Random forests or random decision forests are an ensemble learning method for classification, regression and other tasks, that operate by constructing a multitude of decision trees at training time and outputting the class that is the mode of the classes (classification) or mean prediction (regression) of the individual trees. Ensembles are a divide-and-conquer approach used to improve performance. The main principle behind ensemble methods is that a group of “weak learners” can come together to form a “strong learner”. Each classifier, individually, is a “weak learner,” while all the classifiers taken together are a “strong learner”. Random decision forests correct for decision trees’ habit of overfitting to their training set. Random forests can be used to rank the importance of variables in a regression or classification problem in a natural way.
The data consists of flight arrival and departure details for all commercial flights within the USA, from October 1987 to April 2008. This is a large dataset: there are nearly 120 million records in total, and takes up 1.6 gigabytes of space compressed and 12 gigabytes when uncompressed. To make sure that you’re not overwhelmed by the size of the data, we’ve provide two brief introductions to some useful tools: linux command line tools and sqlite, a simple sql database. The aim of the data expo is to provide a graphical summary of important features of the data set. This is intentionally vague in order to allow different entries to focus on different aspects of the data, but here are a few ideas to get you started.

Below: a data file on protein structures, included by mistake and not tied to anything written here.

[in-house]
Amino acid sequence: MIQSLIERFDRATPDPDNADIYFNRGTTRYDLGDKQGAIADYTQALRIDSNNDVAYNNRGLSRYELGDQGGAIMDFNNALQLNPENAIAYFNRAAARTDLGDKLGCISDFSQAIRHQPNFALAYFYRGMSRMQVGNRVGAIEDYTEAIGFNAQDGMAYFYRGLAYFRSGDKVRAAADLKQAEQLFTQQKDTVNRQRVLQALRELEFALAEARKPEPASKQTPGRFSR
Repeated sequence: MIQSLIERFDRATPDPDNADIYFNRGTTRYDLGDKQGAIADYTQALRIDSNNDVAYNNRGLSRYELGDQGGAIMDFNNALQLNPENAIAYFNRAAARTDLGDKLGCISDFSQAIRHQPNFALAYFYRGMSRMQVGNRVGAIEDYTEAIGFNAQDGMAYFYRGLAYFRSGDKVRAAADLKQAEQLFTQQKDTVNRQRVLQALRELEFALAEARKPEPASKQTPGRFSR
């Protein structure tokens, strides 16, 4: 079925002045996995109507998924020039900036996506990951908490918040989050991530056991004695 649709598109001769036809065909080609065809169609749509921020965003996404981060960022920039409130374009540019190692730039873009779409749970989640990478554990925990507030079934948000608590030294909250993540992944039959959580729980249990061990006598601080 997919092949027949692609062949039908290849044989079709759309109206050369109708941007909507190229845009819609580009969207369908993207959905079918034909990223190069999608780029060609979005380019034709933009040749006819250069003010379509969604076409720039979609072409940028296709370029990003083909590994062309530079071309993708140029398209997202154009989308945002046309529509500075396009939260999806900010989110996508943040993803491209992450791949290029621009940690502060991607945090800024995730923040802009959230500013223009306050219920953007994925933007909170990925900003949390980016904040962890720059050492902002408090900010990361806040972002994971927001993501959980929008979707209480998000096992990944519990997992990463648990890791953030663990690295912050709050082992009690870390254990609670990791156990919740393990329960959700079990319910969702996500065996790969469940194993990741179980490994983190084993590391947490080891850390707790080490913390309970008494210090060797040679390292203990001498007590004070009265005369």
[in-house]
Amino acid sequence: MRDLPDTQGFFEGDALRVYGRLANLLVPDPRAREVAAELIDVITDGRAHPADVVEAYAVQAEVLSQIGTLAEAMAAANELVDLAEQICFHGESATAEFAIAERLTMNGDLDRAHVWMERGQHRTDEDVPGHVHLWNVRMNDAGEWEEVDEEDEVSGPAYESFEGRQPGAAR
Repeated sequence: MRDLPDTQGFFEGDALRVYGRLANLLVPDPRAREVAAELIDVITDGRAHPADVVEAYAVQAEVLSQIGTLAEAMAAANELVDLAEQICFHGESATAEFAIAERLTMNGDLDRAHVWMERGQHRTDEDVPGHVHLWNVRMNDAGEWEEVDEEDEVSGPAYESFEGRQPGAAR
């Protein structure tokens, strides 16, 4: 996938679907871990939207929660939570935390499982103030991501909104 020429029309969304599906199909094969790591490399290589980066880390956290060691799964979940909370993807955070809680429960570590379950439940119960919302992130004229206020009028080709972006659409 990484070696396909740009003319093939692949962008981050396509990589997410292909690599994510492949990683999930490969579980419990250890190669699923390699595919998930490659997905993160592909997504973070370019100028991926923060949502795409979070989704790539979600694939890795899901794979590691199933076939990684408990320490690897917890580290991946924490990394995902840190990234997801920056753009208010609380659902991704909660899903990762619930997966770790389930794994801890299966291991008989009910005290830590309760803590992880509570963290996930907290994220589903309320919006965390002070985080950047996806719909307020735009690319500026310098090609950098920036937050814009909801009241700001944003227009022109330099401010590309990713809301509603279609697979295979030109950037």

This dataset consists of various types of data that is related to flight information, such as dates of the flight, flight numbers, destination, distances, and weather information, etc.
Airports airports.csv describes the locations of US airports, with the fields:
- iata: the international airport abbreviation code
- name of the airport
- city and country in which airport is located.
- lat and long: the latitude and longitude of the airport
This majority of this data comes from the FAA, but a few extra airports (mainly military bases and US protectorates) were collected from other web sources by Ryan Hafen and Hadley Wickham.
Carrier codes Listing of carrier codes with full names: carriers.csv
Planes You can find out information about individual planes by googling the tail number or by looking it up in the FAA database. plane-data.csv is a csv file produced from the (some of) the data on that page.
Weather Meteorological data is available from (among many others) NOAA and weather underground. The call sign for airport weather stations can be constructed by adding K to the airport code, e.g. KORD, KLAX, KSEA.
The format for the data should be a list of
1 14 14 0 10 10 15 10 20 0 1 -3 0 -1 -24 0 15 10 20 0
Please refer to Airline on-time performance for more details.
The dataset used can be found here
To be able to compile and run, you have to install Harp and Hadoop:
Put data on hdfs
hdfs dfs -mkdir -p /data/airline rm -rf data mkdir -p data cd data split -l 74850 $HARP_ROOT_DIR/datasets/tutorial/airline/train.csv cd .. hdfs dfs -put data /data/airline hdfs dfs -put $HARP_ROOT_DIR/datasets/tutorial/airline/test.csv /data/airline/
Select the profile related to your hadoop version. For ex: hadoop-2.6.0. Supported hadoop versions are 2.6.0, 2.7.5 and 2.9.0
cd $HARP_ROOT_DIR mvn clean package -Phadoop-2.6.0 cd $HARP_ROOT_DIR/contrib/target cp contrib-0.1.0.jar $HADOOP_HOME cp $HARP_ROOT_DIR/third_party/javaml-0.1.7.jar $HADOOP_HOME/share/hadoop/mapreduce cp $HARP_ROOT_DIR/third_party/ajt-2.11.jar $HADOOP_HOME/share/hadoop/mapreduce cd $HADOOP_HOME
hadoop jar contrib-0.1.0.jar edu.iu.rf.RFMapCollective Usage: edu.iu.rf.RFMapCollective <numTrees> <numMapTasks> <numThreads> <trainPath> <testPath> <outputPath>
hadoop jar contrib-0.1.0.jar edu.iu.rf.RFMapCollective 32 2 16 /data/airline/data/ /data/airline/test.csv /out
Fetch the result
hadoop fs -ls /out hadoop fs -cat /out/output